Local-IR WG

New Chair: Hans Petter Holen (HPH2)
Many thanks to Mike Norris for his long lasting contribution and for chairing this meeting !!
Scribe: Julia Edwards, RIPE NCC Hostmaster

Reports RIPE NCC Report APNIC Director General: Paul Wilson ARIN considering changing minimum allocation from /19 to /20 RIPE NCC Statistics shows that only 20 % uses less than a /20 after a year, and we do plan in a 2 year perspective

Distribution robot at [email protected]

Distribution robot now in place and is documented

Statistics analysis done every two weeks on zones available locally result better seems better than average Wishes from the working group proceed with next level beyond /24 look into providing historic data

Action points

Comments to RIPE-185 (update to "European Internet Registry Policies and Procedures" before 12/10 main change: from 90% to 80% before new allocation can be made)

NCC to inform the WG on possible ARIN policy changes

Plenary Session:

Q: what is the distribution robot?
A: When one sends a mail to <[email protected]>, you don't get in touch with human, but with a robot. Address allocations will be automatically checked.


Chair: Niall O'Reilly
Scribe: Lars-Johan Liman
Attendees: 68 (18 ccTLD Registries)
Date: 23 September 1998

2. Matters arising from RIPE 30 TLD-WG meeting

Action 31.1: Chair to make minutes from RIPE 29 and 30 available

3. Review Workplan

List of activities unchanged. RIPE CENTR busy with priority items

Developments since RIPE 30 (without specific agenda items):

Boudewijn Nederkoorn, Harald Alvestrand nominated to WIPO expert panel.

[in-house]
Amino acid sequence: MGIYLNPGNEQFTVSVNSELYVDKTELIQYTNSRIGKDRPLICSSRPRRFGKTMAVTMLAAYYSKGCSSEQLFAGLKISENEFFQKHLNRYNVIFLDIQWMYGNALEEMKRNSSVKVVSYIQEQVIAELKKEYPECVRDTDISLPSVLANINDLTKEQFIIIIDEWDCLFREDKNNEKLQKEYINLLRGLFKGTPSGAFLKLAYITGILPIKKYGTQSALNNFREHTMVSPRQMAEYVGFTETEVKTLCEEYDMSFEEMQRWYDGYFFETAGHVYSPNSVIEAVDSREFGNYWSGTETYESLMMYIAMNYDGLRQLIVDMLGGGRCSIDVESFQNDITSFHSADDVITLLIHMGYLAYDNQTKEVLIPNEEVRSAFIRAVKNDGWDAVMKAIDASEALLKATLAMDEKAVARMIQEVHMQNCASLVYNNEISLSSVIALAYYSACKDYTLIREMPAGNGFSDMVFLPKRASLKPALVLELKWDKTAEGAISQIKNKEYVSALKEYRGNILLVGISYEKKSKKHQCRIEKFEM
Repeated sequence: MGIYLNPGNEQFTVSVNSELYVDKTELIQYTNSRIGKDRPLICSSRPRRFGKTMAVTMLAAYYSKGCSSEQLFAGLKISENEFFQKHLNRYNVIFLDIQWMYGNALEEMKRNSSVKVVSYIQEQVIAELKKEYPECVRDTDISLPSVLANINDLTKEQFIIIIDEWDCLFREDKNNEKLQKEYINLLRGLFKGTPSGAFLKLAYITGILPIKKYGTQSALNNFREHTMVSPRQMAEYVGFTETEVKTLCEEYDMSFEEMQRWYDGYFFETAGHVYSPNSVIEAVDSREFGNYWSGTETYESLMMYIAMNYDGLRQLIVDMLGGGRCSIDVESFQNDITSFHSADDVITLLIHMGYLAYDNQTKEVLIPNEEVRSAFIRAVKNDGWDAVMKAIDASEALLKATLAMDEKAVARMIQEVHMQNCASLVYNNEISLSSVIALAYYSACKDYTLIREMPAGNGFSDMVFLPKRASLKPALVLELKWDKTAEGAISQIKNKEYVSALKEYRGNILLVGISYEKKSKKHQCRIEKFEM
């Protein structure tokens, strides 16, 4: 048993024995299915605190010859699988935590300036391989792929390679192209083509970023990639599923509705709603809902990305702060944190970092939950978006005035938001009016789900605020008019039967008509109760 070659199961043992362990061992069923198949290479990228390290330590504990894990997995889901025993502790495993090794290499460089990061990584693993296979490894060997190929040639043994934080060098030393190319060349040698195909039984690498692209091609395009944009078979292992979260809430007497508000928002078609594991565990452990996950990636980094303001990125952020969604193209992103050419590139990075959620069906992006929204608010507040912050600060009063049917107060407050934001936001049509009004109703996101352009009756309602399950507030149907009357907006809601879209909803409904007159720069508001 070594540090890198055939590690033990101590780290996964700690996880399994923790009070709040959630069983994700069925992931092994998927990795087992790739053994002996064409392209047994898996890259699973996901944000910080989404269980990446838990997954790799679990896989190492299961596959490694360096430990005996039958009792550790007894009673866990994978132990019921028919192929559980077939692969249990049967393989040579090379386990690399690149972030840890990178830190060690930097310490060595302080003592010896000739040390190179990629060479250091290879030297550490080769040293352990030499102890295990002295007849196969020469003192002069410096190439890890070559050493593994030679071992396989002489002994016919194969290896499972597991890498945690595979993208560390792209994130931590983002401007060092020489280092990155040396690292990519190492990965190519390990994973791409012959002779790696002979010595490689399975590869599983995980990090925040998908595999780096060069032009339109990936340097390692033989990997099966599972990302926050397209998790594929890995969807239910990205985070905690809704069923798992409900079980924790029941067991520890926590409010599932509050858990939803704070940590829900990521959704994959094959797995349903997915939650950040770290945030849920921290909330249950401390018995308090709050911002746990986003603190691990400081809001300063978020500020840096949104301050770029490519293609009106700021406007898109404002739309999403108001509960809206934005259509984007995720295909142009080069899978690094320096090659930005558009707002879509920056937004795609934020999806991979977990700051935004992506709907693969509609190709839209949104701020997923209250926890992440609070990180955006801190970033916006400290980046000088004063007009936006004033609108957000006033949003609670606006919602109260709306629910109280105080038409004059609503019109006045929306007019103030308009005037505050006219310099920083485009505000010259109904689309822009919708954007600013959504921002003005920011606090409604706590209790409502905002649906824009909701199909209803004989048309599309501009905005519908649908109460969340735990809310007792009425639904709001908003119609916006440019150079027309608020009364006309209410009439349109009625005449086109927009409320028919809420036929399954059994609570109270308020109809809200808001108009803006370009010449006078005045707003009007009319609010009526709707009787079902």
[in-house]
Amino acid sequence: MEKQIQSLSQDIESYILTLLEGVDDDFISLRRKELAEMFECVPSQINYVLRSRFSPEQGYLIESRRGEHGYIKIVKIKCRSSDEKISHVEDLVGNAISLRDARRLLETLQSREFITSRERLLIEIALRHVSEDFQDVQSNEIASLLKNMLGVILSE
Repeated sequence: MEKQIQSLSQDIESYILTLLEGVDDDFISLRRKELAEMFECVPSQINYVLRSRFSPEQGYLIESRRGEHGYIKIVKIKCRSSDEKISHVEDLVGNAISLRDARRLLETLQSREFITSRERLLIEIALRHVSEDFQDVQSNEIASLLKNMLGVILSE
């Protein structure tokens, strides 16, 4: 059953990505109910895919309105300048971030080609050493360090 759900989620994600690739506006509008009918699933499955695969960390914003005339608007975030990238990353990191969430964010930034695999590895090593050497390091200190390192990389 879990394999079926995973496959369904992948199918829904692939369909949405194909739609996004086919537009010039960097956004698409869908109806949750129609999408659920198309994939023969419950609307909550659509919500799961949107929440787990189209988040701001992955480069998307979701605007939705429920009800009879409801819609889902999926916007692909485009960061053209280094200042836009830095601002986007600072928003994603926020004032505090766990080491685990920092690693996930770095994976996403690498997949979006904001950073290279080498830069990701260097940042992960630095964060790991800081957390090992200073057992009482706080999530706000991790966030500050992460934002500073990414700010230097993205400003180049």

4. Liaison with other Working Groups

Action 31.2: [DB-WG] Chair to ascertain status of whois referral feature

Done: feature will soon be ready for testing -- Thanks to NCC DB-Team

5. RIPE-CENTR Progress

Fay Howard presented Policy Group and Project activities.

Independent CENTR organisation

European focus, members will be ccTLD registries Large, medium, small levels of contribution Assessment panel: SE, DK, IT Other countries to submit proposals by 20 October Report of assessors due 10 November In action early 1999 Budget region 300 kECU

Project activities

Reported already in plenary by Mirjam Kuehne

Technical Workshop (Summer)
Administrative Workshop (September)
De-facto reference point for queries: need PR CENTR Web site -- gateway to ccTLD sites

6. New IANA and Supporting Organisations

Briefing from Daniel Karrenberg on current position

Activity since RIPE 30:

CENTR has published a response to the US White Paper. Daniel Karrenberg has prepared a background document on how the Internet is organised in Europe.

Dennis Jennings has drafted a document (in the context of "Draft 3") expressing a European position on the "New IANA" and suggesting next steps.

RIPE-NCC has published a response to the Joint IANA and NSI Documents (Fourth Draft Definition of the "New IANA").

CENTR has published a response to the Joint IANA and NSI Documents.

POC have invited CENTR to participate in initiative to define DNSO

General discussion -- no conclusions To be revisited in plenary

7. AOB

There was no other business

Routing WG - DSTF

Minutes: RIPE 31

Chair: Joachim Schmitz
Scribe: Mirjam Kuehne, Julia Edwards
Attendees: 99

Report from the RPSL Tutorial

Reports on RPSL Deployment


Topics PGP implementation Draft-zsako-ripe-dbsec-pgp-authent-00.txt

Discussion of RPS auth draft Draft-ietf-rps-auth-01.txt

Project for prefix/origin authentication Implementation in the RIPE database software


Minutes: RIPE 31

Chair: James Aldridge, EUnet
Scribe: Petra Zeidler, Xlink




2.1 Current problems,major incident reports, etc

"Reverse Spam" - Forged mail headers implicate innocent third party; the innocent party gets all complaints, delivery reports, etc.

"Spam Relaying" - main problem in Germany as spam sending is considered fraudulant.

Problems with unresponsive spam originating provider.

2.2 Means of dealing with spam

ISP Relaying Customer Relaying SMTP port blocking for incoming/outgoing Blocking known spammers (blacklists)

2.3 Roaming Customers
  • setting e.g. local mail smarthost transferred in PPP negotiation
  • tunnelling back to home ISP
  • authenticated SMTP
  • limited amount relaying (when connecting to home server from remote address)
2.4 Implications of blocking/restricting SMTP to force use of ISP's relay